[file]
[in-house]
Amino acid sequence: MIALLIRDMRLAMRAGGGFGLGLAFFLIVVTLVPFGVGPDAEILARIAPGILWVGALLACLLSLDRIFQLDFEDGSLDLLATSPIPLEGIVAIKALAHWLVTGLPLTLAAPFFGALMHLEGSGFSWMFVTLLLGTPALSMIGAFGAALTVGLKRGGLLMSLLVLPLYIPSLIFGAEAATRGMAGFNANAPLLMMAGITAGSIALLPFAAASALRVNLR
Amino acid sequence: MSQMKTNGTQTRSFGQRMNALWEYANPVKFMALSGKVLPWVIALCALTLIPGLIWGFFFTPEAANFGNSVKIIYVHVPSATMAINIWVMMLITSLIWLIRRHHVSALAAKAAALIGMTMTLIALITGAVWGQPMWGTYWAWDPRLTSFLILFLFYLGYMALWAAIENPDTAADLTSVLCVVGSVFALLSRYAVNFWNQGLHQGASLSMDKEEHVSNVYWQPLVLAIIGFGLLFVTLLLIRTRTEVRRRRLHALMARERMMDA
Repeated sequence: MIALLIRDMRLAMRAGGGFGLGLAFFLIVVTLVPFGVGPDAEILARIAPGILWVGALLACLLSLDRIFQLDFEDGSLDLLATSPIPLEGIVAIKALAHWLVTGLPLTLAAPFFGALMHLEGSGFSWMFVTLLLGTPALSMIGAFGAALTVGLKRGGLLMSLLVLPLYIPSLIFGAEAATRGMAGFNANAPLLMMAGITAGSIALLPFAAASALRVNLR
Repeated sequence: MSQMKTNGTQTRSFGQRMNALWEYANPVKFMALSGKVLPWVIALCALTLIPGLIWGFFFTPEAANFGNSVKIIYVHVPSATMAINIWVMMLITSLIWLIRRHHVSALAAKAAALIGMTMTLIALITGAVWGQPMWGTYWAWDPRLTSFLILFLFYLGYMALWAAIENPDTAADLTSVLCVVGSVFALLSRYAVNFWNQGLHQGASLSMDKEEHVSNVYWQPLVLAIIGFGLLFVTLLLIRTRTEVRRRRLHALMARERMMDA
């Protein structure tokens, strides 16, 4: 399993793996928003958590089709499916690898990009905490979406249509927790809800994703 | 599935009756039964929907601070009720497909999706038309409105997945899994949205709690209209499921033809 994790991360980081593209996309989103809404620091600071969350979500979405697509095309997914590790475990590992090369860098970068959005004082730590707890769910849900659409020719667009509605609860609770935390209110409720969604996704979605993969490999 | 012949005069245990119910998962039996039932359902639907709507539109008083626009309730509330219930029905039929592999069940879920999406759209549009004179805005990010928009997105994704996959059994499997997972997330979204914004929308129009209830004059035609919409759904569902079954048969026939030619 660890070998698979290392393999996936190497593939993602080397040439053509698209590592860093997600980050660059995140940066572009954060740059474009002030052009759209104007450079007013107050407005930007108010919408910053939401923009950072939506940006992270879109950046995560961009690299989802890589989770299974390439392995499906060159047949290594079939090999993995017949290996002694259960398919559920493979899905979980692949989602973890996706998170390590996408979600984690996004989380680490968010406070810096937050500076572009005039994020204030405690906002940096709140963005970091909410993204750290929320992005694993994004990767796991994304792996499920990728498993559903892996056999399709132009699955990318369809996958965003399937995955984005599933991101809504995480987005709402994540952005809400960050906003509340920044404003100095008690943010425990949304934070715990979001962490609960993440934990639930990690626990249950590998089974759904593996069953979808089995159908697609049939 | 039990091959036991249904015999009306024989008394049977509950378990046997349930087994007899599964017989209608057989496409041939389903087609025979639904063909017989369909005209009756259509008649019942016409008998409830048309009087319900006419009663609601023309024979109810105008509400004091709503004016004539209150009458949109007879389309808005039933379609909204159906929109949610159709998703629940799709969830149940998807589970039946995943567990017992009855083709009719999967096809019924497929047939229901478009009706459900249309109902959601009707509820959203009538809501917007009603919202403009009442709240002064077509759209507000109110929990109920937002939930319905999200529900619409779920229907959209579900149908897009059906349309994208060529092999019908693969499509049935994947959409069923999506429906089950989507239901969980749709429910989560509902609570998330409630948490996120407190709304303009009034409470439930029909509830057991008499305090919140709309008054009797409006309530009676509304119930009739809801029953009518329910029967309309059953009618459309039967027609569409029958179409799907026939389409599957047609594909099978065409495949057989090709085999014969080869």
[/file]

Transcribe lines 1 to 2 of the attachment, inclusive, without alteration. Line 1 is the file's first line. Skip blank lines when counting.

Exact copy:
[in-house]
Amino acid sequence: MIALLIRDMRLAMRAGGGFGLGLAFFLIVVTLVPFGVGPDAEILARIAPGILWVGALLACLLSLDRIFQLDFEDGSLDLLATSPIPLEGIVAIKALAHWLVTGLPLTLAAPFFGALMHLEGSGFSWMFVTLLLGTPALSMIGAFGAALTVGLKRGGLLMSLLVLPLYIPSLIFGAEAATRGMAGFNANAPLLMMAGITAGSIALLPFAAASALRVNLR